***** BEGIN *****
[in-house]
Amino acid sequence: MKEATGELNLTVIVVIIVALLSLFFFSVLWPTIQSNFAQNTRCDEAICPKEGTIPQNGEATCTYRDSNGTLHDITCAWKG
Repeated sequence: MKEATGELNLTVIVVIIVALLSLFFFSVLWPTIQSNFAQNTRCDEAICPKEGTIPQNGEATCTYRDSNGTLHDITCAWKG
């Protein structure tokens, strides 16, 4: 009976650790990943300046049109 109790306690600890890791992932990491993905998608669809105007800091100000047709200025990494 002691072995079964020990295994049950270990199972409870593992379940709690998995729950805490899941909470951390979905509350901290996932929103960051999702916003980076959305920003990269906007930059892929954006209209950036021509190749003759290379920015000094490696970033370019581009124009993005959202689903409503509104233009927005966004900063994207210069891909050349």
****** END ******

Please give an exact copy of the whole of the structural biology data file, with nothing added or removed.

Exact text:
[in-house]
Amino acid sequence: MKEATGELNLTVIVVIIVALLSLFFFSVLWPTIQSNFAQNTRCDEAICPKEGTIPQNGEATCTYRDSNGTLHDITCAWKG
Repeated sequence: MKEATGELNLTVIVVIIVALLSLFFFSVLWPTIQSNFAQNTRCDEAICPKEGTIPQNGEATCTYRDSNGTLHDITCAWKG
């Protein structure tokens, strides 16, 4: 009976650790990943300046049109 109790306690600890890791992932990491993905998608669809105007800091100000047709200025990494 002691072995079964020990295994049950270990199972409870593992379940709690998995729950805490899941909470951390979905509350901290996932929103960051999702916003980076959305920003990269906007930059892929954006209209950036021509190749003759290379920015000094490696970033370019581009124009993005959202689903409503509104233009927005966004900063994207210069891909050349």